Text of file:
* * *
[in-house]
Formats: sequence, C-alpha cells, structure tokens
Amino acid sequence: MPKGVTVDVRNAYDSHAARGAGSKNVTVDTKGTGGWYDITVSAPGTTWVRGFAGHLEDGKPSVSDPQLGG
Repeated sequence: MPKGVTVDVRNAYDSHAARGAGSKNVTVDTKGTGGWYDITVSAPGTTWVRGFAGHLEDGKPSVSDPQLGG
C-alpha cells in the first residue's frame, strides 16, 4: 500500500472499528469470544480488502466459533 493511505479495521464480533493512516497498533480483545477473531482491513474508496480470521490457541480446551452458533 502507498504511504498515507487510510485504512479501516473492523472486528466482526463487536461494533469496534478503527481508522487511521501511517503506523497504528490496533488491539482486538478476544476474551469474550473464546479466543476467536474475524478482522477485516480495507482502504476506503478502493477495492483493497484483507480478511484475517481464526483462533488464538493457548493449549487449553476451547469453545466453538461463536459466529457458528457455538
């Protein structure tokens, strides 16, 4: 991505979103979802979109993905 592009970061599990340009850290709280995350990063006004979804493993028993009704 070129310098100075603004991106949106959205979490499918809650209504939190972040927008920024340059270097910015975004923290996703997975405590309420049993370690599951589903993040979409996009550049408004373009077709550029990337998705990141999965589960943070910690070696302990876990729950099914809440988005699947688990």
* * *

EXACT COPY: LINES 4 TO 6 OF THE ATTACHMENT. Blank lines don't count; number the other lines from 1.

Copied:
Repeated sequence: MPKGVTVDVRNAYDSHAARGAGSKNVTVDTKGTGGWYDITVSAPGTTWVRGFAGHLEDGKPSVSDPQLGG
C-alpha cells in the first residue's frame, strides 16, 4: 500500500472499528469470544480488502466459533 493511505479495521464480533493512516497498533480483545477473531482491513474508496480470521490457541480446551452458533 502507498504511504498515507487510510485504512479501516473492523472486528466482526463487536461494533469496534478503527481508522487511521501511517503506523497504528490496533488491539482486538478476544476474551469474550473464546479466543476467536474475524478482522477485516480495507482502504476506503478502493477495492483493497484483507480478511484475517481464526483462533488464538493457548493449549487449553476451547469453545466453538461463536459466529457458528457455538
């Protein structure tokens, strides 16, 4: 991505979103979802979109993905 592009970061599990340009850290709280995350990063006004979804493993028993009704 070129310098100075603004991106949106959205979490499918809650209504939190972040927008920024340059270097910015975004923290996703997975405590309420049993370690599951589903993040979409996009550049408004373009077709550029990337998705990141999965589960943070910690070696302990876990729950099914809440988005699947688990």